Maintaining relevancy in the music industry isn't a problem easily solved. In order to stay relevant in the face of rising trends and popular styles, an artist has to change or, to use a more appealing term, evolve. Some have managed to balance familiarity and change better than others, often resulting in a steady and intriguing growth from album to album. Few bands fit this description better than MercyMe, the longstanding CCM veterans that, despite being eight albums in, continue to push themselves with each song they pen. Since the alternative nod of Coming Up To Breathe, the band has continued to take risks to achieve a sound that's distinctly their own. After a couple of missteps (i.e. the gimmicky nature of The Generous Mr. Lovewell and the diverse but incohesive Welcome to the New), MercyMe has crafted their strongest record since their 2006 magnum opus with the creatively titled Lifer.
It's interesting to note that a common picture of musical progression has an artist moving towards a more subdued and "mature" sound. But MercyMe has never conformed to this image. Unlike many others, they have progressed towards a more joyous and up-tempo sound than what their first couple of records showcased. They've effectively turned the routine form of maturity on its head. The title track on Lifer is a prime example, beginning with a hilarious introduction before jumping straight into an infectious dance tune about being a lifer for Christ (a term meaning a lifelong follower of Jesus Christ). It's an instant highlight and arguably one of MercyMe's best songs to date.
"You Found Me" follows and is yet another fun pop number, featuring verses that flow not unlike something from Colony Houses' latest record, Only the Lonely. "Grace Found You" is a happy-go-lucky funk song that sounds like a faster paced "Wishful Thinking" from Welcome to the New. Yet, it does all it can to avoid being labeled as a "carbon copy" by incorporating an unexpected rap verse into the bridge. It's an ambitious move that works, only further emphasizing the band's willingness to step out of the box.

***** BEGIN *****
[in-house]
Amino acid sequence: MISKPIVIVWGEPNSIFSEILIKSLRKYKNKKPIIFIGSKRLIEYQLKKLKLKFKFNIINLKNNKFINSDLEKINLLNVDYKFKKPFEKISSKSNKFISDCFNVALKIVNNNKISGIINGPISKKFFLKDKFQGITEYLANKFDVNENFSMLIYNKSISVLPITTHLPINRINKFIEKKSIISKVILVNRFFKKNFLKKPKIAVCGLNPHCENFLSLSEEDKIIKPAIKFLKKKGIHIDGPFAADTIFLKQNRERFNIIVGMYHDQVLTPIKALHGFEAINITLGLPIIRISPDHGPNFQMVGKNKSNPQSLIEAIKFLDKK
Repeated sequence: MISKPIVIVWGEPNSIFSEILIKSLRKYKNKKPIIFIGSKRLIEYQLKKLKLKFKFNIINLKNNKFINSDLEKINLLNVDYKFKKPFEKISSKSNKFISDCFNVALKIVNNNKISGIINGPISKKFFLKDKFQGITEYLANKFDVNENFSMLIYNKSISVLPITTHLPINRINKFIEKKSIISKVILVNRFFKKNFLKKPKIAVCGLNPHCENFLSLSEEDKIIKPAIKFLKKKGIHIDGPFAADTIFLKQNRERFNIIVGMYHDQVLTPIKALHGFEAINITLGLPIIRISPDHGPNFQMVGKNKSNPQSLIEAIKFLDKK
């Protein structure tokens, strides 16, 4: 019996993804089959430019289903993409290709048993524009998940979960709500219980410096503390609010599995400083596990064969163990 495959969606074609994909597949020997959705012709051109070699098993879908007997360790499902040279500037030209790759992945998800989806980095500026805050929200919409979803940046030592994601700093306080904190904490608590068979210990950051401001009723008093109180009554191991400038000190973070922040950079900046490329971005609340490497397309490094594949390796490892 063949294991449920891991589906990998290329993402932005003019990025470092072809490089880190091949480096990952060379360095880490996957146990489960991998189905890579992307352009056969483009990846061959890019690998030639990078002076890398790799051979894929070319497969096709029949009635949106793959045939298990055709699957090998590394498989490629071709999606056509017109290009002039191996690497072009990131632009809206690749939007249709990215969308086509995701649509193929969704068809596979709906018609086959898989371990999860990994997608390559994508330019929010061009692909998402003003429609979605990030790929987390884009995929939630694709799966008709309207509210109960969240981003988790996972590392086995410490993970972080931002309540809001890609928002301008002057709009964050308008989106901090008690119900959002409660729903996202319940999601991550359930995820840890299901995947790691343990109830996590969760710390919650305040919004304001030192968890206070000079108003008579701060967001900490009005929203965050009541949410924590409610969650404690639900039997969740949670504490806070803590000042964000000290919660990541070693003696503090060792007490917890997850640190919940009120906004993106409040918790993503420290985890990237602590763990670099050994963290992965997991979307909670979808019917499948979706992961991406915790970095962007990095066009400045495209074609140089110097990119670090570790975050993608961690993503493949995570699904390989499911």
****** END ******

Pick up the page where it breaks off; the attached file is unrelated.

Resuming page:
There are only two ballads on this record, with "Even If" being the best of them. It takes the album's cheerful direction to a profound truth that, although darkness may abound around us, our hope is in Christ alone. "I know you're able and I know you can / Save through the fire with your mighty hand / But even if you don't my hope is you alone....You've been faithful, you've been good all of my days." The final ballad and album closer is "Ghost," but like previous closers, it's held down by being underdeveloped and insignificant compared to other songs.
Additional highlights include the bouncy "Hello Beautiful," the celebratory "We Win," and the hopelessly catchy "Happy Dance." The latter track, in particular, is unlike anything the band has done so far and is this reviewer's favourite moment on the record. "We Win" also features a memorable bridge complete with handclaps and gang vocals.
At this point, I thoroughly believe MercyMe should be held as a prime example of, not only quality CCM music but of progression done right. Lifer is a great album through and through with barely a dull moment to be found within its thirty-five minute run time. Preferably, it could have been a little longer and some songs ("Best News Ever" and "Ghost") should have been given a little more time to develop, both musically and lyrically, but what we have is nothing short of an accomplishment the band should be proud of and one of the best CCM albums of the year.
- Review date 3/28/17, written by Lucas Munachen of Jesusfreakhideout.com